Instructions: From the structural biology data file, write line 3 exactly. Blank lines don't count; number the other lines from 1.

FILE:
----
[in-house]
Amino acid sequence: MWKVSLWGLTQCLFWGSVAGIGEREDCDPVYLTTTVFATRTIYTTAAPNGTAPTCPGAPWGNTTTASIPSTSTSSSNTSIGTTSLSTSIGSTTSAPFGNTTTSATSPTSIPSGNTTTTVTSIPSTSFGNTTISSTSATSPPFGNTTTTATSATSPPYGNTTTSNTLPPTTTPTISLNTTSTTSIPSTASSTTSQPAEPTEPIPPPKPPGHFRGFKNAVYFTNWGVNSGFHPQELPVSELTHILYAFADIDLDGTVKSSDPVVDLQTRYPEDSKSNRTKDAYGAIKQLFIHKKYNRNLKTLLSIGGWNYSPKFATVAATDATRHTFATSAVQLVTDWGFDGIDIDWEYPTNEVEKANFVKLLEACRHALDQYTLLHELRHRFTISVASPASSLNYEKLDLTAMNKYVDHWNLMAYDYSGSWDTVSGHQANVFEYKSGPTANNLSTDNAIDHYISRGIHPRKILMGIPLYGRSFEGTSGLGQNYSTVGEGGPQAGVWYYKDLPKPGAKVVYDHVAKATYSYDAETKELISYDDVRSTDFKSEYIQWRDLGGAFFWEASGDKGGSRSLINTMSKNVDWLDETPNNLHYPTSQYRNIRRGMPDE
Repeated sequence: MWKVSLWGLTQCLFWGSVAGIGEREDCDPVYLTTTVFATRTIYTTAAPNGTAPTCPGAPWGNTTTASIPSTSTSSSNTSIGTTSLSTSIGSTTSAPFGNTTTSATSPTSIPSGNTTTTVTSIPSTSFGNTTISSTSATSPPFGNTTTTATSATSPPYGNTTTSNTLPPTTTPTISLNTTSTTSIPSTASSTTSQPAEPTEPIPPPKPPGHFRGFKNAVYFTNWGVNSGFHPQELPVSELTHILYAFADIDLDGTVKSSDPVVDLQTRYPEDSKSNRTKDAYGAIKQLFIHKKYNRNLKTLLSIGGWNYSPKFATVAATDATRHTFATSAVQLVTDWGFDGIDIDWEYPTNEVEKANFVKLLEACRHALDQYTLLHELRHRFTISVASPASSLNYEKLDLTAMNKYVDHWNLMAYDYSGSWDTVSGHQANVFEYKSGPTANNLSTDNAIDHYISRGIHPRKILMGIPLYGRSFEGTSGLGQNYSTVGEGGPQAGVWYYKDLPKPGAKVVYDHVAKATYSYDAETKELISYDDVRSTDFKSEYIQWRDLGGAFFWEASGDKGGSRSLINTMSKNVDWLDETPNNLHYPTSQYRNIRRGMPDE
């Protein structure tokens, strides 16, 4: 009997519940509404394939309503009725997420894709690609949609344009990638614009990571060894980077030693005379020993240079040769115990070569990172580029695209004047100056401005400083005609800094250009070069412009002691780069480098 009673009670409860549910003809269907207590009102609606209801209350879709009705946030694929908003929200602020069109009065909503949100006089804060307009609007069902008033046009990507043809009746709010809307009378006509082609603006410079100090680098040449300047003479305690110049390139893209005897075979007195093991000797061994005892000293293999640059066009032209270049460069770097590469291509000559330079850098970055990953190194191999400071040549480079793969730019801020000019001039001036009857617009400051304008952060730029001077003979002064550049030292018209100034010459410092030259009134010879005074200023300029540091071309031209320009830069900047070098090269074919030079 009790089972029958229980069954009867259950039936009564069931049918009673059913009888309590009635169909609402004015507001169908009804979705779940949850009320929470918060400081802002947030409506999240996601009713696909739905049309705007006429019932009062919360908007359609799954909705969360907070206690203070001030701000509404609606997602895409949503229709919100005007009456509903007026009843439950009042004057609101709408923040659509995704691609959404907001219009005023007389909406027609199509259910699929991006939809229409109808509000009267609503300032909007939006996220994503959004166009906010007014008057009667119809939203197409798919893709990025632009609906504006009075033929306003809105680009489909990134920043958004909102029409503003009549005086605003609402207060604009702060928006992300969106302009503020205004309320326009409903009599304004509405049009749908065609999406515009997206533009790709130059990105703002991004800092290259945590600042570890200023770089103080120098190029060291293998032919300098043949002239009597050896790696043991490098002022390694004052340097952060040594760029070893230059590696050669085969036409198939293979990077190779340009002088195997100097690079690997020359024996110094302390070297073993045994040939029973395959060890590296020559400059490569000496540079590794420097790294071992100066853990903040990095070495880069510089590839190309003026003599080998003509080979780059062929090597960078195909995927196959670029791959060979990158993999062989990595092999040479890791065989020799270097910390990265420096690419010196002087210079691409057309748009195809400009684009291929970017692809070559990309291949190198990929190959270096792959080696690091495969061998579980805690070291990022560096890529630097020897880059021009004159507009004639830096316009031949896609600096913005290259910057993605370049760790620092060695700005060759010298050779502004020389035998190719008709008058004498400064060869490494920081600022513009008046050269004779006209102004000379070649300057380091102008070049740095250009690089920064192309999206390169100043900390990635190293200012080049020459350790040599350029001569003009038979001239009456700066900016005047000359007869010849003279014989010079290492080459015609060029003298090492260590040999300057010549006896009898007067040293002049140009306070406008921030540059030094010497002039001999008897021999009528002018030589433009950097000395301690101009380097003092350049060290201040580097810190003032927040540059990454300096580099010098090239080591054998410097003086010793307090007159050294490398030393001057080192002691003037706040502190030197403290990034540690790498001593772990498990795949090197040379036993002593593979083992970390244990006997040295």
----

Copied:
Repeated sequence: MWKVSLWGLTQCLFWGSVAGIGEREDCDPVYLTTTVFATRTIYTTAAPNGTAPTCPGAPWGNTTTASIPSTSTSSSNTSIGTTSLSTSIGSTTSAPFGNTTTSATSPTSIPSGNTTTTVTSIPSTSFGNTTISSTSATSPPFGNTTTTATSATSPPYGNTTTSNTLPPTTTPTISLNTTSTTSIPSTASSTTSQPAEPTEPIPPPKPPGHFRGFKNAVYFTNWGVNSGFHPQELPVSELTHILYAFADIDLDGTVKSSDPVVDLQTRYPEDSKSNRTKDAYGAIKQLFIHKKYNRNLKTLLSIGGWNYSPKFATVAATDATRHTFATSAVQLVTDWGFDGIDIDWEYPTNEVEKANFVKLLEACRHALDQYTLLHELRHRFTISVASPASSLNYEKLDLTAMNKYVDHWNLMAYDYSGSWDTVSGHQANVFEYKSGPTANNLSTDNAIDHYISRGIHPRKILMGIPLYGRSFEGTSGLGQNYSTVGEGGPQAGVWYYKDLPKPGAKVVYDHVAKATYSYDAETKELISYDDVRSTDFKSEYIQWRDLGGAFFWEASGDKGGSRSLINTMSKNVDWLDETPNNLHYPTSQYRNIRRGMPDE